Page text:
Think about it. We are given an identity the moment we are born. ‘It’ is no longer a neonate, but the first sentence each of us ever heard probably included the word ‘boy’ or ‘girl’. We give ‘it’ a name which usually sticks with us for the rest of our lives. We are taught, disciplined, moulded and shaped within a family and a community to behave, talk, think and believe in a given way. To change the status quo of how life has defined us is both challenging and unsettling, yet all of us in varying degrees are driven by the desire to discover our identity and uniqueness.
It is here that the process of comparison takes on significance. With maturity we start to separate and question much of what we have accumulated throughout the formative years. We begin to compare ourselves with others and challenge the reality of the inferiority/superiority messages we have grown up with. We also commence creating our own self-portrait – a blend of the person we perceive ourselves to be, the person we would think we would like to be, and the person we really are. Now that really takes some nutting out! The two constants in all of this are the fear of rejection and the need to be ourselves, to be different. Although individuality is king (especially in adolescence), we also understand the importance of being accepted by the mob but we also want to be substantially different in order to stand out from the mob while not being defined or controlled by the mob – quite a juggling act.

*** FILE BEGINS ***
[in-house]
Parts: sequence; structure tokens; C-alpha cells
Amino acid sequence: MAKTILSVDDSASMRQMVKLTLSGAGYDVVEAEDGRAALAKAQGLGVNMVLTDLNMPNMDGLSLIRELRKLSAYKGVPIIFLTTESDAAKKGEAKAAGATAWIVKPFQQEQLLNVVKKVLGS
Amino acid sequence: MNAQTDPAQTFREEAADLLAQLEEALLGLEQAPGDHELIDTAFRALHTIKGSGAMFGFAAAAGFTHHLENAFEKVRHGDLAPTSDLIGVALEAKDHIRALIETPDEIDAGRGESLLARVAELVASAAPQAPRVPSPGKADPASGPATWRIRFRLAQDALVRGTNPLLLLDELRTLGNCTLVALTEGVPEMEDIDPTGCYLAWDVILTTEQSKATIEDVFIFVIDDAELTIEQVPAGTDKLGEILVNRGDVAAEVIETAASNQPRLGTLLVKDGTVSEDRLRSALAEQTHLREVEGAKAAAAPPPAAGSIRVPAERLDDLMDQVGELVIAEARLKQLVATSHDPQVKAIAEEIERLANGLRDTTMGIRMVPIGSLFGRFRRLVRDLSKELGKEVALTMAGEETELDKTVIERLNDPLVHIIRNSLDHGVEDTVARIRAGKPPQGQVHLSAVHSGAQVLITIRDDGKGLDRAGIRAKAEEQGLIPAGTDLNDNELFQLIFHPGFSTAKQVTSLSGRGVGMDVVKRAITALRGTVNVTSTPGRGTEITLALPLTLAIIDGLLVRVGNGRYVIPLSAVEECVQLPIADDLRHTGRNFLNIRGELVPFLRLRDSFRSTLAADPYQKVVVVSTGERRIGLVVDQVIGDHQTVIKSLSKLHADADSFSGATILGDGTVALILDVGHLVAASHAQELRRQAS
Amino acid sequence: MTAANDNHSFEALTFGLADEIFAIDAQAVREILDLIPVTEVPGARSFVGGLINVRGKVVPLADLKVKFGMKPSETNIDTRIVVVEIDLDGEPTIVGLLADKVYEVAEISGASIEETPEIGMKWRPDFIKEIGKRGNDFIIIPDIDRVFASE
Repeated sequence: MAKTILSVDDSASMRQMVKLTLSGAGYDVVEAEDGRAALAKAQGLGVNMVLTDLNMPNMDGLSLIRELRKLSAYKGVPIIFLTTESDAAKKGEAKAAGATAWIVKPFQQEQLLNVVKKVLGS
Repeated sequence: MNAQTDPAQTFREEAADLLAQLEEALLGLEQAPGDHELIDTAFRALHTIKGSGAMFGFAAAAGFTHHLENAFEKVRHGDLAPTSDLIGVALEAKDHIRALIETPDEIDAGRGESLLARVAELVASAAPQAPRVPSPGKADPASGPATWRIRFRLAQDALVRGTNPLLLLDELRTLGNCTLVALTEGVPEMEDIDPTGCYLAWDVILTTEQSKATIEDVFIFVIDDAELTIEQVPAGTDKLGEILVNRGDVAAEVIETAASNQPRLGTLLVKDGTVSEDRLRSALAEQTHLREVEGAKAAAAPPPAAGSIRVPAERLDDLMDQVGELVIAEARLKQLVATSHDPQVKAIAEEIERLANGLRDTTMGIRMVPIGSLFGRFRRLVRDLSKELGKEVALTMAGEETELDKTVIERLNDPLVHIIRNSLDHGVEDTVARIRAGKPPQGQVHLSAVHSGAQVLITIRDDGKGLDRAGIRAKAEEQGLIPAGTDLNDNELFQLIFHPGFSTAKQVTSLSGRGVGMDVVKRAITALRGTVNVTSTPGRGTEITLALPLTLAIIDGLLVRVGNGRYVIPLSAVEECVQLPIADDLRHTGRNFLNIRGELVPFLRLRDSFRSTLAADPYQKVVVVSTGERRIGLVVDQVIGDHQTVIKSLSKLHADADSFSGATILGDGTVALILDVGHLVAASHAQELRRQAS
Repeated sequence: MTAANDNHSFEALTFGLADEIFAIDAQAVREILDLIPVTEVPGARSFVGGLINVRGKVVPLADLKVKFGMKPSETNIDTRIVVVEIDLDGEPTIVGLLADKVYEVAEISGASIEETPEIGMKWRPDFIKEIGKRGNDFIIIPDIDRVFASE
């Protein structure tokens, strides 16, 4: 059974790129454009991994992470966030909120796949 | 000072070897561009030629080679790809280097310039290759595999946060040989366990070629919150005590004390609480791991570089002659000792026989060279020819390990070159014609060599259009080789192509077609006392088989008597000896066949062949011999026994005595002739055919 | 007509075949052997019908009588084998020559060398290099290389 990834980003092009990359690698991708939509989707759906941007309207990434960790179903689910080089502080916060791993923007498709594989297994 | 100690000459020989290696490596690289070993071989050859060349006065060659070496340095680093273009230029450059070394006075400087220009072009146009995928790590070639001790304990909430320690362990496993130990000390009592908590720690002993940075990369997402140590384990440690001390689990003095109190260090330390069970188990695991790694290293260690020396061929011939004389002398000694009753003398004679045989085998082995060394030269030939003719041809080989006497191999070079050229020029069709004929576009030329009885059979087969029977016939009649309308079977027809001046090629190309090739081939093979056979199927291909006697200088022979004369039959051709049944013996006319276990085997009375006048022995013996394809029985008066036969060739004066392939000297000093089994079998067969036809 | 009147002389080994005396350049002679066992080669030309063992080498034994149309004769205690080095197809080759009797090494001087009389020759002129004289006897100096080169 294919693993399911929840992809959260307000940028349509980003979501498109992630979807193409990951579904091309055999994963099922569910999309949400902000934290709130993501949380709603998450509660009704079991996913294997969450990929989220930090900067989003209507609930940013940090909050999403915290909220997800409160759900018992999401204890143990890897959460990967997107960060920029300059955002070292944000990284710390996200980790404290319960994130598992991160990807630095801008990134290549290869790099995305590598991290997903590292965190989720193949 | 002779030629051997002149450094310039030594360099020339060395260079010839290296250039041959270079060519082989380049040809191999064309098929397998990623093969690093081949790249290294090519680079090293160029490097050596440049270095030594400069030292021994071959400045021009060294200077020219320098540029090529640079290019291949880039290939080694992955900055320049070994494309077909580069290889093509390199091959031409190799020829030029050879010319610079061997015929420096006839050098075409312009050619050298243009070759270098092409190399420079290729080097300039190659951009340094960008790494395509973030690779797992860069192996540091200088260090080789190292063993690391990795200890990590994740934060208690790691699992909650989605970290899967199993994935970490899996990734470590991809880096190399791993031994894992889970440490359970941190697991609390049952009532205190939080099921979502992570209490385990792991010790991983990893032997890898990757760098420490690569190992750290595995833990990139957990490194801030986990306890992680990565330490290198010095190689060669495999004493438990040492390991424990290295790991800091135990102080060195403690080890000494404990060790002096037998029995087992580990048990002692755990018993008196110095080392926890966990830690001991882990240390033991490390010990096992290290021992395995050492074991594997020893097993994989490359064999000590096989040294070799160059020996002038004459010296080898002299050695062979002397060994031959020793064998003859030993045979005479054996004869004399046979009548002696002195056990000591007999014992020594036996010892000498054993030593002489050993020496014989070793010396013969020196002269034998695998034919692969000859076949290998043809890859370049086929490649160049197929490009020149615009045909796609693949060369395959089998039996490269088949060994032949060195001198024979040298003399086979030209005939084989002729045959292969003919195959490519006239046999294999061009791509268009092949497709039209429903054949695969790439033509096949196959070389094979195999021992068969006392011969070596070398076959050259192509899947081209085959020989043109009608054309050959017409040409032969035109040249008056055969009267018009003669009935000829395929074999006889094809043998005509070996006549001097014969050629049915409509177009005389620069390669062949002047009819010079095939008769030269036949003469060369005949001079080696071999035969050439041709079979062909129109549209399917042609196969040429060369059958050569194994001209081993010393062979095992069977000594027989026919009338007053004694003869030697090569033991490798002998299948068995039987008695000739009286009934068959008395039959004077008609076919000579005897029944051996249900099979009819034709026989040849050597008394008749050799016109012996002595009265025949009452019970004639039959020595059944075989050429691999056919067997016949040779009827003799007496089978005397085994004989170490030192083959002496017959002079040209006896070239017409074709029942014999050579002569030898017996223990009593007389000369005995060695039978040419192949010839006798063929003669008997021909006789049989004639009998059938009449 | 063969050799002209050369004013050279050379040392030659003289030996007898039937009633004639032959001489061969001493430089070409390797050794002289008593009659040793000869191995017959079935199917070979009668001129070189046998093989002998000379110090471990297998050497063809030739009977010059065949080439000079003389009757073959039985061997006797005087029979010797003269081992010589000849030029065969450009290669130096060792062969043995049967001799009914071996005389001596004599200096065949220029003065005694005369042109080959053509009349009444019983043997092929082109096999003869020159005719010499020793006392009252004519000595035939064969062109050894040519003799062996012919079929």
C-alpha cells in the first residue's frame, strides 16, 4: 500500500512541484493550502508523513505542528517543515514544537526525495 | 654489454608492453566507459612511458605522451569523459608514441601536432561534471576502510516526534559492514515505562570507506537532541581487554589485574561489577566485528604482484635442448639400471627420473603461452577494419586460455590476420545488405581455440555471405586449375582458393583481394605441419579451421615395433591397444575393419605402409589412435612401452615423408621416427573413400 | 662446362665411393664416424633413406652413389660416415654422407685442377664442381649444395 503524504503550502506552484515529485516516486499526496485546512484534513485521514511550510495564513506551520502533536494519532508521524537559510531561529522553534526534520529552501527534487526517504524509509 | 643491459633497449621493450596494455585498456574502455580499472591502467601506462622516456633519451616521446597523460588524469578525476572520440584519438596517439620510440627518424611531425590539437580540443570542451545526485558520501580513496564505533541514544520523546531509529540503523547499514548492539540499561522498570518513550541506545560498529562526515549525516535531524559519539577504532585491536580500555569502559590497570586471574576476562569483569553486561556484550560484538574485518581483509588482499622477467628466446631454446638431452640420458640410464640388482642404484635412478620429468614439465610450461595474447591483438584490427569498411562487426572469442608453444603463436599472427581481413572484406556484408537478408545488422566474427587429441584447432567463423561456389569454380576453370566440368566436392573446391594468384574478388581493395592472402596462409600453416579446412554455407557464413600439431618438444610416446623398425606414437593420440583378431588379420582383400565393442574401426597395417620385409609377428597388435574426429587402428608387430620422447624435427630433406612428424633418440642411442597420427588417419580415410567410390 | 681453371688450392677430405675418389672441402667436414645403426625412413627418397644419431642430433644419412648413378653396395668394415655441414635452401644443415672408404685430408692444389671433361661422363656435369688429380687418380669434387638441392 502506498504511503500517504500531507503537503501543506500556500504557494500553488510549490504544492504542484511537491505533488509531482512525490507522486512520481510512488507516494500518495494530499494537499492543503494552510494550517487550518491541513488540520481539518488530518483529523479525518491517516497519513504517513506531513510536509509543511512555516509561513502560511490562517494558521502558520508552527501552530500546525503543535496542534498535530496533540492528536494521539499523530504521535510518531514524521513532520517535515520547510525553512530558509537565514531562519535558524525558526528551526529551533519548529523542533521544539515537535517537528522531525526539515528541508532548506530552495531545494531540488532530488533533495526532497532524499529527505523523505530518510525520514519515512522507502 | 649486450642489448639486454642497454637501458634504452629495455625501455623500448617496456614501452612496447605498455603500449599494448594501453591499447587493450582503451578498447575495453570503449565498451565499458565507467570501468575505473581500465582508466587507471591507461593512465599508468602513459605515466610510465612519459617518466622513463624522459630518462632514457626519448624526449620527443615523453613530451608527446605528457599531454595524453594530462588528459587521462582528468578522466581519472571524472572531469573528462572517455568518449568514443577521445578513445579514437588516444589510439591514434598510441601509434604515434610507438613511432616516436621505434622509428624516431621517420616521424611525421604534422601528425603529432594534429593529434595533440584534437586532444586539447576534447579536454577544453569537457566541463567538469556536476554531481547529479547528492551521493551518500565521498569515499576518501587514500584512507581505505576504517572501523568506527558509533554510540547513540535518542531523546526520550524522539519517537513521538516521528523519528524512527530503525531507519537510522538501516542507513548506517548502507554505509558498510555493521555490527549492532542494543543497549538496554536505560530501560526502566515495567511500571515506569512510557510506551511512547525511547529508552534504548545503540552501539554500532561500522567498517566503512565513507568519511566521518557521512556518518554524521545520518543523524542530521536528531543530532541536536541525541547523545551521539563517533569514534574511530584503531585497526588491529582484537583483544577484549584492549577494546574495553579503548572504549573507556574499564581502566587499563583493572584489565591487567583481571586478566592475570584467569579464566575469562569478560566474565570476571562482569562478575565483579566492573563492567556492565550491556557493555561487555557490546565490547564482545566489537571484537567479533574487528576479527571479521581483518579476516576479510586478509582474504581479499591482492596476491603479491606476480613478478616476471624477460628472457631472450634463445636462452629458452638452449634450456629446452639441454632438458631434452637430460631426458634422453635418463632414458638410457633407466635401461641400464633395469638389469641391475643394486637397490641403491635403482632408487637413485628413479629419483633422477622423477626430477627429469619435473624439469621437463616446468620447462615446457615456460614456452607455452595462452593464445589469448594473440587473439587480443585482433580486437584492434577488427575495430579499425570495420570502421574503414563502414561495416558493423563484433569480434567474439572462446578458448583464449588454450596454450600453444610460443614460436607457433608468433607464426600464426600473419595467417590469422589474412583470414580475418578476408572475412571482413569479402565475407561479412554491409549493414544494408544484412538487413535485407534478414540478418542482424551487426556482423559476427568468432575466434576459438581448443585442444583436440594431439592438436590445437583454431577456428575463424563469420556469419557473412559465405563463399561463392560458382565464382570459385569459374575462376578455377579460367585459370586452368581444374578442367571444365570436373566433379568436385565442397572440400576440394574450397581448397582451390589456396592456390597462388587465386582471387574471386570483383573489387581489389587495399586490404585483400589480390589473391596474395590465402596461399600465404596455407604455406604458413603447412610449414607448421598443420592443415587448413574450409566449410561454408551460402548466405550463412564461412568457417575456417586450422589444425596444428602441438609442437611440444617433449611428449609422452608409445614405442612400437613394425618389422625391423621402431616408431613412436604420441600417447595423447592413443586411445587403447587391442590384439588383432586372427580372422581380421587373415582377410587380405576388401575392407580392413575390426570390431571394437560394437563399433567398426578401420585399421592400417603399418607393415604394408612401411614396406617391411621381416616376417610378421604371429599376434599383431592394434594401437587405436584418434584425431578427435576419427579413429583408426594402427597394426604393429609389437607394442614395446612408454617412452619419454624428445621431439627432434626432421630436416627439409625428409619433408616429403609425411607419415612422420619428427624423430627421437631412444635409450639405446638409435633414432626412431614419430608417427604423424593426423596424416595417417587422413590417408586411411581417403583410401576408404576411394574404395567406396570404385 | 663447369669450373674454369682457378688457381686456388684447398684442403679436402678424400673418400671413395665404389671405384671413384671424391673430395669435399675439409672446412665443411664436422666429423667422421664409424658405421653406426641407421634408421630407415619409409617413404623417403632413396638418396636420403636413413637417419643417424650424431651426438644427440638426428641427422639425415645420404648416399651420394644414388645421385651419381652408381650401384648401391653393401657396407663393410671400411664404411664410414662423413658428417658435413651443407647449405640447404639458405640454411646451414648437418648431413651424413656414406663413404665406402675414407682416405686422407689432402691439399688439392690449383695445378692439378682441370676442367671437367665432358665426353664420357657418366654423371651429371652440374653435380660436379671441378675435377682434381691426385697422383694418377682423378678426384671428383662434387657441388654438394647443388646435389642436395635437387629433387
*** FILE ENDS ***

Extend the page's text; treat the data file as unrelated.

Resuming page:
Way to go
There is no joy or benefit in living with rejection and an abiding sense of inferiority. If we can somehow turn the focus away from the negativity of rejection and focus on how to be accepted and affirmed by others as well as ourselves, we can effectively reject rejection. In other words, the more affirming messages we receive of acceptance and adequacy, the less we will feel rejected. Hopefully, the dark shadow of rejection will fade in the sunlight of acceptance. At the heart of the phenomenon of social media is the principle of ‘Likes’. For all the promises of having countless friends the artificial social context of hyperspace is incapable of effectively meeting our core belonging needs. All too often the desperate need to accumulate ‘Likes’ can back-fire resulting in increased anxiety associated with a fear of being rejected, ignored, ridiculed and disliked. Affirmation needs a face-to-face dimension to test the authenticity of the the ‘Likes’. We all need ‘Likes’, but they have to be genuine.